DEBKA-Net-Weekly’s sources in Washington and Jerusalem describe this climate as the background for the frequent postponement of Sharon’s visit to Washington.

Our sources report that several of Sharon’s close advisers are also critical of the tactics behind Sharon’s initiative on Gaza and above all its timing. “Had you put this on the table at the right moment, you might have induced the Hamas to accept a ceasefire. Now it is a huge concession for nothing and Bush has again delayed your visit. It won’t take place before late March.”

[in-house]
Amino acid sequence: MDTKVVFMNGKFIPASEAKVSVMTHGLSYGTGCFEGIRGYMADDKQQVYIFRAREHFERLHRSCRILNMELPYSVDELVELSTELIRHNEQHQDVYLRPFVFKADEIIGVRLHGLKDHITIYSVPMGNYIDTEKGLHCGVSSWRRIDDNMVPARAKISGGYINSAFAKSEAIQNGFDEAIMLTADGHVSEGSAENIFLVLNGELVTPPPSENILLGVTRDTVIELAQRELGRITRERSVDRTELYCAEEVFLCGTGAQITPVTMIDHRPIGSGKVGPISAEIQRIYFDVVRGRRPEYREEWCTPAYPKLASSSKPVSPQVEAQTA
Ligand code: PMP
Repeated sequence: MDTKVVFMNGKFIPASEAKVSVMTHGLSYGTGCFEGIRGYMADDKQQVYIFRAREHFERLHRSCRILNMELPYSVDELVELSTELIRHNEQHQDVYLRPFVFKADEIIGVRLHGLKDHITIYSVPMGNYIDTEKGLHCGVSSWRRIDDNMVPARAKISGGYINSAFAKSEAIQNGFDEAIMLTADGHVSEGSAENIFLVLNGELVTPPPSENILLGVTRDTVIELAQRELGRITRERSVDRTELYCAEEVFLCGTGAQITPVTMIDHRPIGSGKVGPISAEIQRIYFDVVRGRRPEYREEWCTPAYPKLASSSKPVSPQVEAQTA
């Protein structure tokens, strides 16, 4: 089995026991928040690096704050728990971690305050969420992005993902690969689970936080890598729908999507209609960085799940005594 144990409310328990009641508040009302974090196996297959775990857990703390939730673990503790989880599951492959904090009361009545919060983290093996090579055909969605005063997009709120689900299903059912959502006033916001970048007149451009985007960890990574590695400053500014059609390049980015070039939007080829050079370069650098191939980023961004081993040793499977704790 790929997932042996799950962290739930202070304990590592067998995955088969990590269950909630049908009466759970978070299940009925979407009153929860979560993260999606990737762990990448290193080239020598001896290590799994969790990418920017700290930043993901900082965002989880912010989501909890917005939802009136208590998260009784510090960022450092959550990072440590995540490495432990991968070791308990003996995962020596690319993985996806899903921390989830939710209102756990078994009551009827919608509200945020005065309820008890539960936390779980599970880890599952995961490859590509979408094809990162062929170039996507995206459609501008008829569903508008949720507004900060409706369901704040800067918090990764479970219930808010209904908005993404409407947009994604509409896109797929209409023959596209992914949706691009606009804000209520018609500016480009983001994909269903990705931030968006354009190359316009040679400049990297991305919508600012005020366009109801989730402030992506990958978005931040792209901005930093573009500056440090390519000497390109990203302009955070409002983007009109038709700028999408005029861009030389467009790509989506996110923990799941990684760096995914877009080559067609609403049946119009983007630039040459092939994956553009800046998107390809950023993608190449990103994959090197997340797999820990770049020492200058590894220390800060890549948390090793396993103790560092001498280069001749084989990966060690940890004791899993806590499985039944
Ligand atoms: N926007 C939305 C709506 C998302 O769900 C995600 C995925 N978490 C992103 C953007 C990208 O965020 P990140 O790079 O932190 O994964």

But Sharon is pinning his future strategy on the withdrawal from the Gaza Strip as the arch-stone of his disengagement initiative. He believes that once American leaders are fully apprised of his plan and its potential for releasing the clogged diplomatic flow, understanding and friendly relations will be restored. Deputy prime minister Ehud Olmert was dispatched Wednesday night to outline the initiative to secretary of state Colin Powell. Thursday night, he was due to call on vice president Richard Cheney. His next briefing stop will be at 10 Downing Street, London.